wat u had just had said to me just now brah

theyoungturks:

Researchers at Bar-Ilan University in Israel compared the brain scans of new moms, new straight dads, and new gay dads. They found that the gay dads developed brain patterns that resemble both mothers and fathers.

Use that the next time someone says “What about the kids?” to oppose marriage equality and/or gay parents raising children. 

mediamattersforamerica:

"How can you be so poor and have all this stuff?" -Bill O’Reilly

Each of these screenshots is from a different Fox show attacking poor Americans for having amenities, trying to make the point (pretty much) that “when I was a kid, poor people had a lot less than this.”

Of course, this is all based on one thoroughly-debunked Heritage Foundation report that conservative media have been parroting for years.

Breaking news for Fox: We’re not in the 1950’s anymore. As technology advances, each year older technology gets less and less expensive, and therefore more working class Americans are able to access it. 

Matt Yglesias elaborates

A serious person would follow this up with a discussion of relative prices. Over the past 50 years, televisions have gotten a lot cheaper and college has gotten a lot more expensive. Consequently, even a low income person can reliably obtain a level of television-based entertainment that would blow the mind of a millionaire from 1961. At the same time, if you’re looking to live in a safe neighborhood with good public schools in a metropolitan area with decent job opportunities you’re going to find that this is quite expensive. Health care has become incredibly expensive. The federal poverty line for a family of three is $18,530 a year. I wonder how many Heritage Foundation policy analysts are deciding they want to cut back and work part time because it’d be super easy to raise two kids in DC on less than $20k in salary? Perhaps just an outfit full of workaholics.

While Fox is so busy pointing out how many people have access to microwaves and refrigerators, they conveniently forget to mention how many people have poor access to quality education, health care, and affordable housing. Because really, what good is an A/C if you can’t even afford to keep living in your house? 

mickeyandcompany:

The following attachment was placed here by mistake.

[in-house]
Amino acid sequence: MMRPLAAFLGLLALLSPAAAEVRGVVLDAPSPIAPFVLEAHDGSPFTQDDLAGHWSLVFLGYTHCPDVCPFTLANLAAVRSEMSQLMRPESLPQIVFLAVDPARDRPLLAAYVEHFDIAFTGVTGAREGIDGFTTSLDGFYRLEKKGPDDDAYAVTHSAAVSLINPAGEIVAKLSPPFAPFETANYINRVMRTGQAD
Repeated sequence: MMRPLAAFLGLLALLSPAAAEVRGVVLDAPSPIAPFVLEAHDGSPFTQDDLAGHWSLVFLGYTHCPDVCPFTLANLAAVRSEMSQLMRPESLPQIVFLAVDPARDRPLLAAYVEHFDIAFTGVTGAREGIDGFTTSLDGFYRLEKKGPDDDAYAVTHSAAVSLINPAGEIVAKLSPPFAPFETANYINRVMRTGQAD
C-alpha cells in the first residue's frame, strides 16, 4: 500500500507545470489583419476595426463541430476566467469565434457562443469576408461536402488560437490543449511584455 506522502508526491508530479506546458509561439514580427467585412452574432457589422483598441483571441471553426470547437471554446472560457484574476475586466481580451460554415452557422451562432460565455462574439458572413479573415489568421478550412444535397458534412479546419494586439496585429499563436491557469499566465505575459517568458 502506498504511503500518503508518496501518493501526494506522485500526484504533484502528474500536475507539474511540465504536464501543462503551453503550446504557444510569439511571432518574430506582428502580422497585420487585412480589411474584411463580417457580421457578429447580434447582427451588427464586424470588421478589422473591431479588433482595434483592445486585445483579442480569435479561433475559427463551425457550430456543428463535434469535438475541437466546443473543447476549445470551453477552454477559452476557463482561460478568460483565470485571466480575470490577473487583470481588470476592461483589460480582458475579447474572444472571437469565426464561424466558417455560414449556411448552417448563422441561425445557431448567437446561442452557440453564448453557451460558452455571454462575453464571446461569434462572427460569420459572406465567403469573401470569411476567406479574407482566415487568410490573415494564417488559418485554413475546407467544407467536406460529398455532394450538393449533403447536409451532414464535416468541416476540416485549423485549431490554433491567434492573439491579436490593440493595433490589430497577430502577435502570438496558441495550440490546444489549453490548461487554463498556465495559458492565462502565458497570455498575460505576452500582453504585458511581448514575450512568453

p1kenobi:

jinnora:

why

image

did

image

they

image

cancel

image

this

image

fucking

image

show??

image

it was literally gold

image

House of mouse was the best. Was awesome seeing all the classic characters together.

This post have over 50000 notes. I think we should do a petition to get this show back. No, really, why not?

aydol:

prodigalpen:

RIP Mike Brown. His momma said she didn’t want anymore pics of him laying dead on the street so she shared pics of him as she knew him. This is one…

And I swear if it’s the last thing I do on this bloody website we are gunna make sure this doesn’t get forgotten. If we can’t get justice we’ll get change. The event in ferguson show that things have to fucking change

aydol:

prodigalpen:

RIP Mike Brown. His momma said she didn’t want anymore pics of him laying dead on the street so she shared pics of him as she knew him. This is one…

And I swear if it’s the last thing I do on this bloody website we are gunna make sure this doesn’t get forgotten. If we can’t get justice we’ll get change. The event in ferguson show that things have to fucking change

unfollow-immediately:

unfollow-immediately:

the government should tax single straight men

that fee when no gf

nosdrinker:

honeyipwnedthekids:

nosdrinker:

someone reblog the Skrillex bee attack gif

image

WHOA LOOK OUT SKRILLEX

twili-midna:

Midna appreciation post - Hyrule Warriors style

thepeoplesrecord:

9 clueless things white people say when confronted with their own racism | The Daily DotJuly 11, 2014
Daring to talk about Iggy Azalea’s racism and cultural appropriation doesn’t make me a racist.
But judging from the tens of thousands of Web comments, tweets and Facebook posts about the piece, “How to talk to white people about Iggy Azalea,” those of us who dare criticize appropriation in hip-hop are part of the problem for “making this about race” and halting society from true progress on racial equity. Nothing could be further from the truth.
It’s about time we unpack all of the clueless vitriol that often comes from white people when we dare to talk about race.
Unfortunately, this episode reinforces a dismal reality in our racial climate: We still haven’t arrived to a point where we can have an open, honest and productive conversation about racism. And, generally speaking, it’s really not anyone’s fault.
Unless you’ve gone to a university or a high school where the issue of privilege—racial and otherwise—has been the subject of a school workshop or a classroom discussion, reading articles about it on the Internet may very well be the first time you encounter the subject matter. And no one’s faulting you for that, because there’s even something to be said about the educational privilege that corresponds with having opportunities to access intellectually rigorous academic settings.
But now that we have the Internet, we have a community-sourced space to have these discussions organically. Because of the immense amount of information available, not just those long lists of cat GIFs, there’s not too much time left for excusing people who aren’t using it as a resource to learn about racial prejudice and white privilege.